Division of Supportive and Palliative Care, National Cancer Centre Singapore, 11 Hospital Drive, Singapore, 169610, Singapore. lalit.radha-krishna@liverpool.ac.uk. Yong Loo Lin School of Medicine, National University of Singapore, Singapore, Singapore. lalit.radha-krishna@liverpool.ac.uk. Palliative Care Institute Liverpool, Academic Palliative & End of Life Care Centre, University of Liverpool, North West Cancer Research Centre, Liverpool, UK. lalit.radha-krishna@liverpool.ac.uk. Centre for Biomedical Ethics, National University of Singapore, Singapore, Singapore. lalit.radha-krishna@liverpool.ac.uk. Duke-NUS Graduate Medical School, Singapore, Singapore. lalit.radha-krishna@liverpool.ac.uk.Division of Supportive and Palliative Care, National Cancer Centre Singapore, 11 Hospital Drive, Singapore, 169610, Singapore. Yong Loo Lin School of Medicine, National University of Singapore, Singapore, Singapore.Division of Supportive and Palliative Care, National Cancer Centre Singapore, 11 Hospital Drive, Singapore, 169610, Singapore. Yong Loo Lin School of Medicine, National University of Singapore, Singapore, Singapore.Singapore General Hospital, Singapore, Singapore.Division of Supportive and Palliative Care, National Cancer Centre Singapore, 11 Hospital Drive, Singapore, 169610, Singapore. Yong Loo Lin School of Medicine, National University of Singapore, Singapore, Singapore.Division of Supportive and Palliative Care, National Cancer Centre Singapore, 11 Hospital Drive, Singapore, 169610, Singapore. Yong Loo Lin School of Medicine, National University of Singapore, Singapore, Singapore.Division of Supportive and Palliative Care, National Cancer Centre Singapore, 11 Hospital Drive, Singapore, 169610, Singapore. Yong Loo Lin School of Medicine, National University of Singapore, Singapore, Singapore.Division of Supportive and Palliative Care, National Cancer Centre Singapore, 11 Hospital Drive, Singapore, 169610, Singapore. Yong Loo Lin School of Medicine, National University of Singapore, Singapore, Singapore.Division of Supportive and Palliative Care, National Cancer Centre Singapore, 11 Hospital Drive, Singapore, 169610, Singapore.Medical Library, National University of Singapore Libraries, National University of Singapore, Singapore, Singapore.Gulf Medical University, Ajman, United Arab Emirates.Palliative Care Institute Liverpool, Academic Palliative & End of Life Care Centre, University of Liverpool, North West Cancer Research Centre, Liverpool, UK.Department of Medical Oncology, National Cancer Centre Singapore, Singapore, Singapore.Department of Family Medicine, National University Health System, Singapore, Singapore.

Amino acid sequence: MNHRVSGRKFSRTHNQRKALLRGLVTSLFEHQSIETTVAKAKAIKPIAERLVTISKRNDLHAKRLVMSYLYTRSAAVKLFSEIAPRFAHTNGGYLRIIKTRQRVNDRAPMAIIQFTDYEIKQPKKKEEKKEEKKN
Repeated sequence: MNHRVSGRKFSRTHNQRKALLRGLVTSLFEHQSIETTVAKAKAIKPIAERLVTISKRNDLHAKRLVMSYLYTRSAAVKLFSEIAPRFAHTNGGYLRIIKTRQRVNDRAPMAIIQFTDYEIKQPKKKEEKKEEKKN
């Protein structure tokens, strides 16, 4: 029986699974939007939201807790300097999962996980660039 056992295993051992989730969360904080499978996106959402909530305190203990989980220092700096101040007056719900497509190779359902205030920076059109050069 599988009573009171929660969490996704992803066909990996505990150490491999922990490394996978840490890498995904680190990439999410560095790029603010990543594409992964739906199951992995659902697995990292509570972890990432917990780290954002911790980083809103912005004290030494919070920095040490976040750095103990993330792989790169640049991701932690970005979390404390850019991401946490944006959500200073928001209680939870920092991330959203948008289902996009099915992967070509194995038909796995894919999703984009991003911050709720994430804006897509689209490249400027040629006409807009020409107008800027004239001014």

Pub Type(s)

Journal Article
Systematic Review

Language

eng

PubMed ID

31775732

Citation

Radha Krishna, Lalit Kumar, et al. "Educational Roles as a Continuum of Mentoring's Role in Medicine - a Systematic Review and Thematic Analysis of Educational Studies From 2000 to 2018." BMC Medical Education, vol. 19, no. 1, 2019, p. 439.
Radha Krishna LK, Renganathan Y, Tay KT, et al. Educational roles as a continuum of mentoring's role in medicine - a systematic review and thematic analysis of educational studies from 2000 to 2018. BMC Med Educ. 2019;19(1):439.